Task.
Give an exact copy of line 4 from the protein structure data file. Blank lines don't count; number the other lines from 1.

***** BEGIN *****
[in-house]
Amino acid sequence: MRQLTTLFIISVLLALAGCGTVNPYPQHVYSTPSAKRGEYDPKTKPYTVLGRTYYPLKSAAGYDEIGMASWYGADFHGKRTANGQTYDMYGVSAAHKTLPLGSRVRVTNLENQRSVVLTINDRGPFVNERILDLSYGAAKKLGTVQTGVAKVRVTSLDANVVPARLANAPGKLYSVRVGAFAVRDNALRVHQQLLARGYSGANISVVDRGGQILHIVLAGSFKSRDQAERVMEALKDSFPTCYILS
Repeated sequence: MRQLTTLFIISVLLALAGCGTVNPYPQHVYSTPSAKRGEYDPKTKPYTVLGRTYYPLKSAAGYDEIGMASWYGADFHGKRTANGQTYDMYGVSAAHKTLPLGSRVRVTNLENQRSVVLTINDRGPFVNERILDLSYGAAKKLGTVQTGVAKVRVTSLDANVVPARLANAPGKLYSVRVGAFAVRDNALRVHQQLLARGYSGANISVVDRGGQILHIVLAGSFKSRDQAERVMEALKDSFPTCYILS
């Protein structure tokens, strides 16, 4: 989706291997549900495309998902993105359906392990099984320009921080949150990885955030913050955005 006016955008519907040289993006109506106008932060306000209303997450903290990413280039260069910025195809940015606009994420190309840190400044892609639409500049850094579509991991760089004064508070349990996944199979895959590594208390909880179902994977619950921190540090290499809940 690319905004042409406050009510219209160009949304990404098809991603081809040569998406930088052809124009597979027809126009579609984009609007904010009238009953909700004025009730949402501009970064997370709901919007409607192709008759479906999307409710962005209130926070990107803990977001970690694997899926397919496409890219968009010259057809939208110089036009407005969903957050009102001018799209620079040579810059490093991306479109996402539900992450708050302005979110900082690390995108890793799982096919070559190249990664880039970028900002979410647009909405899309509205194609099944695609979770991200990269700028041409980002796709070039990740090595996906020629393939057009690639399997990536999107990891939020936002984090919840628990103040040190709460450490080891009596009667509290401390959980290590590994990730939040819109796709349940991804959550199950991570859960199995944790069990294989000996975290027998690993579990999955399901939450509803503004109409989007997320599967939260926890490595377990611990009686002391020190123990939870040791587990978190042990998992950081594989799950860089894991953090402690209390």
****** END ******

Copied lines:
């Protein structure tokens, strides 16, 4: 989706291997549900495309998902993105359906392990099984320009921080949150990885955030913050955005 006016955008519907040289993006109506106008932060306000209303997450903290990413280039260069910025195809940015606009994420190309840190400044892609639409500049850094579509991991760089004064508070349990996944199979895959590594208390909880179902994977619950921190540090290499809940 690319905004042409406050009510219209160009949304990404098809991603081809040569998406930088052809124009597979027809126009579609984009609007904010009238009953909700004025009730949402501009970064997370709901919007409607192709008759479906999307409710962005209130926070990107803990977001970690694997899926397919496409890219968009010259057809939208110089036009407005969903957050009102001018799209620079040579810059490093991306479109996402539900992450708050302005979110900082690390995108890793799982096919070559190249990664880039970028900002979410647009909405899309509205194609099944695609979770991200990269700028041409980002796709070039990740090595996906020629393939057009690639399997990536999107990891939020936002984090919840628990103040040190709460450490080891009596009667509290401390959980290590590994990730939040819109796709349940991804959550199950991570859960199995944790069990294989000996975290027998690993579990999955399901939450509803503004109409989007997320599967939260926890490595377990611990009686002391020190123990939870040791587990978190042990998992950081594989799950860089894991953090402690209390």